Gratitude: The Force Awakens

Gratitude journal

Every now and then in life, you get those “goose bump” highlight moments… you know the ones? Only you feel them, only you know what those moments are and what they feel like. For me, it’s like a little spark of gratitude that I experience in that moment, like smiling from the inside. A feeling of contentment, inner peace and calmness washes over me, and in that moment I feel completely alive, whole, inspired and like I have unlocked a major piece of the puzzle of life. In that moment, it all makes sense. I feel connected to myself and to everything. It’s like feeling a sense of enlightenment, if only for a moment. In those moments I also feel really hopeful and I feel like I can tap into a source of unlimited potential. It feels like anything is possible and that dreams can come true.

Grateful for the trees.jpg

For me, gratitude doesn’t just mean reeling off a list of cliché things that I’m grateful for, it means genuinely asking myself what has happened in my day, week, month or year that has sparked up one of those moments that I described above. It could be as simple as the taste of my tea, an interesting conversation I had with someone, a philosophical reflection, a feeling of nostalgia or a fond memory, eating an ice cream, going for a walk with my fiancé on a warm summer’s night, cooking a meal, reading a good book, seeing a lovely piece of art, listening to an awesome song on my drive home from work, writing, the smell of spring, swimming in the ocean, a beautiful butterfly fluttering through a patch of pretty flowers, watching a gorgeous sunset, a good movie, looking at a nice photo, having an epiphany with a client or being in awe of their progress over time and the power of the therapeutic alliance, painting or drawing, going on a bike ride or run and listening to a cool track, being in nature, dancing and laughing at Zumba, a warm hug, a good coffee…

Grateful for a cup of tea and a macaron

But wait…. let’s be real here: it can be really bloody hard to focus on that fluffy stuff when life isn’t going well, or when you’ve had a shit day, week, month or year… but that’s probably when we also need it most. We don’t necessarily have to like or approve of what is happening, and sometimes we will never even understand why. Life isn’t all rainbows and sunshine, but without darkness, we wouldn’t really know what the light is. It doesn’t make it ok when bad stuff happens, and gratitude doesn’t take away the pain or sadness or hurt of those experiences… but I guess when we bring a sense of acceptance to whatever is happening and allow it to unfold as it’s meant to, without a struggle, we save ourselves a lot of suffering. You might get sucked into the void of darkness every now and then, and feel like you’ll never get out or experience the light again, but you inevitably do, and I find that to be reassuring when life deals me with shitty cards. Being grateful during dark times is like shifting the lens of your camera from the shitty stuff going on onto something that is a bit nicer… If life were a picture, it would be like shifting your perspective from the parts of the picture you don’t like, onto a part you do like – even if it’s only a tiny speck!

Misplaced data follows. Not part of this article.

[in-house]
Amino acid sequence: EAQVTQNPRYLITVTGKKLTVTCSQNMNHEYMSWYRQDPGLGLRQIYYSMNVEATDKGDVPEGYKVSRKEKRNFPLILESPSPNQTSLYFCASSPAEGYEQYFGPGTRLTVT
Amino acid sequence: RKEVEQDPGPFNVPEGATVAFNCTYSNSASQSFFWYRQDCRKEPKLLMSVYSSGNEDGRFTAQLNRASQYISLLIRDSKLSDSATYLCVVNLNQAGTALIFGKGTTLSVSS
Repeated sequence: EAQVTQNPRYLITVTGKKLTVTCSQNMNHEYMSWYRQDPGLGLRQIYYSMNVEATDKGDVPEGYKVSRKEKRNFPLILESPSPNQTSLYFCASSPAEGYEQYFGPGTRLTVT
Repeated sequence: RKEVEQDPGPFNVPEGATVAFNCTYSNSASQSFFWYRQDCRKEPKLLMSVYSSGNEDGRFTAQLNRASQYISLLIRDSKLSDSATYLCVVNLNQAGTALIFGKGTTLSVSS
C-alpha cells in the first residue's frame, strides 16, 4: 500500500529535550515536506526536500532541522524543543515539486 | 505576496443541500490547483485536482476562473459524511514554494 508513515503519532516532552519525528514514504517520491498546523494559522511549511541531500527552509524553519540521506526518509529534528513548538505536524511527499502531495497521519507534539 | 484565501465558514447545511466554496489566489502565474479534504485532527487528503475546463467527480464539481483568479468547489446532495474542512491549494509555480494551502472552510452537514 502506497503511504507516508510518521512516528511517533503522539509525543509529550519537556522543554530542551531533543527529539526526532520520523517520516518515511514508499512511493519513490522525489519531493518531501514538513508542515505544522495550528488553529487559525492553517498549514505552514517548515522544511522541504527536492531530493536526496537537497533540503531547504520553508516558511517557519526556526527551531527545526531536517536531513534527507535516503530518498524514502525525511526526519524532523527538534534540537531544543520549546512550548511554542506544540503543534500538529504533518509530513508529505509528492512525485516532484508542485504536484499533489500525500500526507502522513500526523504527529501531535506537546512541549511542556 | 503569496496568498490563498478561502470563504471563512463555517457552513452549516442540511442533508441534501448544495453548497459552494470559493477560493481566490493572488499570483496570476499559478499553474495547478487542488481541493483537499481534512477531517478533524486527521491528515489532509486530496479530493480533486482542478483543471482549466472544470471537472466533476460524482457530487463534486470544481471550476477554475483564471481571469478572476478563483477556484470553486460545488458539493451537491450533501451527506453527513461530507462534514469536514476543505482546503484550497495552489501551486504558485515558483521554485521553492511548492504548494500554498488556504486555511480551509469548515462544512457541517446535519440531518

Grateful for a nostalgic moment

I recently watched Star Wars: The Force Awakens. I had never seen any of the previous Star Wars movies and I didn’t really even know what it was about. I have to say, I was quietly impressed with the philosophical messages behind it.

“The Force, it’s calling to you. Just let it in.”

 Maz Kanata, Star Wars: The Force Awakens

I feel like we all have that kind of “force” within us, and that we are all capable of tapping into it. It’s just a matter of learning how to and practicing. I believe gratitude is one of the ways that leads us to finding that force. It is that same sense of hope, resilience, strength and courage in the face of darkness that eventually leads us to the light. However, it’s also a choice, and one that is difficult to make when you’re overcome by the darkness. Sometimes you don’t even recognise that you have choices or options… but you do, you always do.

“The Force is neither light nor dark, master nor slave, but a balance between extremes.”

Lanoree Brock, Star Wars Dawn of the Jedi: Into the Void

I love the above quote because it’s what dialectics is all about. Two things can be true, even if they completely contradict each other, and we can always find the middle ground or the balance between the two. It’s tricky, but when you do, you’ll find that it’s magic.

Grateful to be at the beach

If all of that still doesn’t convince you of the power of gratitude, the science behind it is also quite interesting. Did you know that “people who regularly practice gratitude by taking time to notice and reflect upon the things they’re thankful for experience more positive emotions, feel more alive, sleep better, express more compassion and kindness, and even have stronger immune systems”?

Grateful for ice-cream and sunny days

Some people like to do a regular gratitude practice or ritual to help them tap into their light. Here are some ideas you might like to try: